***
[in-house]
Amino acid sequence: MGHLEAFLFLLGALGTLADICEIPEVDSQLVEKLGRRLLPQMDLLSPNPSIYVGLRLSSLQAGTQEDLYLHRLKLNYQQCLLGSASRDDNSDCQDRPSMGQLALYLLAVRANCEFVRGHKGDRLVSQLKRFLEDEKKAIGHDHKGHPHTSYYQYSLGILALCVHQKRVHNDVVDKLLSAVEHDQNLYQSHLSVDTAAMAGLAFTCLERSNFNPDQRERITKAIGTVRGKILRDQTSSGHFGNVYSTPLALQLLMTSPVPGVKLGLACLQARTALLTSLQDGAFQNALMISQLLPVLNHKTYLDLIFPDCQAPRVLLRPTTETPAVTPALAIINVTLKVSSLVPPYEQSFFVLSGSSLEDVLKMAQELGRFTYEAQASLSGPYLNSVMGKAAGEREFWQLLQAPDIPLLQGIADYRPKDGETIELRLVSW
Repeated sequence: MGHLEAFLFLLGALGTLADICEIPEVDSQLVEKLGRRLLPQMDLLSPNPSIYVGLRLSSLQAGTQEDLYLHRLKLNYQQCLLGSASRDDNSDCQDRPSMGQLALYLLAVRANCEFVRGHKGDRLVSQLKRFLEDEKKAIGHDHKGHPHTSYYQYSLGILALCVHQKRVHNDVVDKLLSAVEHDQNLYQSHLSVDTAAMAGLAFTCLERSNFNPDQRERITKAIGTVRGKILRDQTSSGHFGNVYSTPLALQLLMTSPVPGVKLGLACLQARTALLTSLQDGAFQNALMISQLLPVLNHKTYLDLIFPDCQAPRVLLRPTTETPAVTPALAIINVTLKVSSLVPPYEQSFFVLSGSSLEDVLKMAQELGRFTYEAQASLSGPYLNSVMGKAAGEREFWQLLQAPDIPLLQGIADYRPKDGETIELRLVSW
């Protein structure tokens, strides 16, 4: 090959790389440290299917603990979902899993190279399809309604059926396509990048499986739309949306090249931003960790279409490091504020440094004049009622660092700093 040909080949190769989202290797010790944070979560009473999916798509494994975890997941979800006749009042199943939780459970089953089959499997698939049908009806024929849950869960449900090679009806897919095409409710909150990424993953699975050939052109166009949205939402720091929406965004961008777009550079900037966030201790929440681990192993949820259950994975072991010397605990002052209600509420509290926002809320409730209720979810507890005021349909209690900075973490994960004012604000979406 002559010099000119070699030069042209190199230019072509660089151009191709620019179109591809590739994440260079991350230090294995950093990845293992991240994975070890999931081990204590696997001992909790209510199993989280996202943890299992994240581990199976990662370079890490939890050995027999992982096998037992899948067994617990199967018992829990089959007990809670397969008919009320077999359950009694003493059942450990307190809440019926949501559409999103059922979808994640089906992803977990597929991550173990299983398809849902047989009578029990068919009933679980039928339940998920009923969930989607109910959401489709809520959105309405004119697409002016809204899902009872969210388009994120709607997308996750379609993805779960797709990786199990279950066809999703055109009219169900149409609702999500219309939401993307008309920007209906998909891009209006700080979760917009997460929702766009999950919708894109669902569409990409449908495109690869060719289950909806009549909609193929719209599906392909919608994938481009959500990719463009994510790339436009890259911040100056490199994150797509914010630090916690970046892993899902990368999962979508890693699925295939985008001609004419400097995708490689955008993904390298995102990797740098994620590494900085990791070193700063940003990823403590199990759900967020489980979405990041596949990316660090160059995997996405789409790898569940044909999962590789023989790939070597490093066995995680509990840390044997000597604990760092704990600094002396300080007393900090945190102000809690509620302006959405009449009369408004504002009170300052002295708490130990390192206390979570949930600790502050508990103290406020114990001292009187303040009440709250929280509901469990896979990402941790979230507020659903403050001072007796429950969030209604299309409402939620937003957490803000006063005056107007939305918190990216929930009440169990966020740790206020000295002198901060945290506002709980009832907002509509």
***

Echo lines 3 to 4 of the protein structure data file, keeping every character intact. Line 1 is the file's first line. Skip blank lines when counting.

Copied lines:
Repeated sequence: MGHLEAFLFLLGALGTLADICEIPEVDSQLVEKLGRRLLPQMDLLSPNPSIYVGLRLSSLQAGTQEDLYLHRLKLNYQQCLLGSASRDDNSDCQDRPSMGQLALYLLAVRANCEFVRGHKGDRLVSQLKRFLEDEKKAIGHDHKGHPHTSYYQYSLGILALCVHQKRVHNDVVDKLLSAVEHDQNLYQSHLSVDTAAMAGLAFTCLERSNFNPDQRERITKAIGTVRGKILRDQTSSGHFGNVYSTPLALQLLMTSPVPGVKLGLACLQARTALLTSLQDGAFQNALMISQLLPVLNHKTYLDLIFPDCQAPRVLLRPTTETPAVTPALAIINVTLKVSSLVPPYEQSFFVLSGSSLEDVLKMAQELGRFTYEAQASLSGPYLNSVMGKAAGEREFWQLLQAPDIPLLQGIADYRPKDGETIELRLVSW
């Protein structure tokens, strides 16, 4: 090959790389440290299917603990979902899993190279399809309604059926396509990048499986739309949306090249931003960790279409490091504020440094004049009622660092700093 040909080949190769989202290797010790944070979560009473999916798509494994975890997941979800006749009042199943939780459970089953089959499997698939049908009806024929849950869960449900090679009806897919095409409710909150990424993953699975050939052109166009949205939402720091929406965004961008777009550079900037966030201790929440681990192993949820259950994975072991010397605990002052209600509420509290926002809320409730209720979810507890005021349909209690900075973490994960004012604000979406 002559010099000119070699030069042209190199230019072509660089151009191709620019179109591809590739994440260079991350230090294995950093990845293992991240994975070890999931081990204590696997001992909790209510199993989280996202943890299992994240581990199976990662370079890490939890050995027999992982096998037992899948067994617990199967018992829990089959007990809670397969008919009320077999359950009694003493059942450990307190809440019926949501559409999103059922979808994640089906992803977990597929991550173990299983398809849902047989009578029990068919009933679980039928339940998920009923969930989607109910959401489709809520959105309405004119697409002016809204899902009872969210388009994120709607997308996750379609993805779960797709990786199990279950066809999703055109009219169900149409609702999500219309939401993307008309920007209906998909891009209006700080979760917009997460929702766009999950919708894109669902569409990409449908495109690869060719289950909806009549909609193929719209599906392909919608994938481009959500990719463009994510790339436009890259911040100056490199994150797509914010630090916690970046892993899902990368999962979508890693699925295939985008001609004419400097995708490689955008993904390298995102990797740098994620590494900085990791070193700063940003990823403590199990759900967020489980979405990041596949990316660090160059995997996405789409790898569940044909999962590789023989790939070597490093066995995680509990840390044997000597604990760092704990600094002396300080007393900090945190102000809690509620302006959405009449009369408004504002009170300052002295708490130990390192206390979570949930600790502050508990103290406020114990001292009187303040009440709250929280509901469990896979990402941790979230507020659903403050001072007796429950969030209604299309409402939620937003957490803000006063005056107007939305918190990216929930009440169990966020740790206020000295002198901060945290506002709980009832907002509509």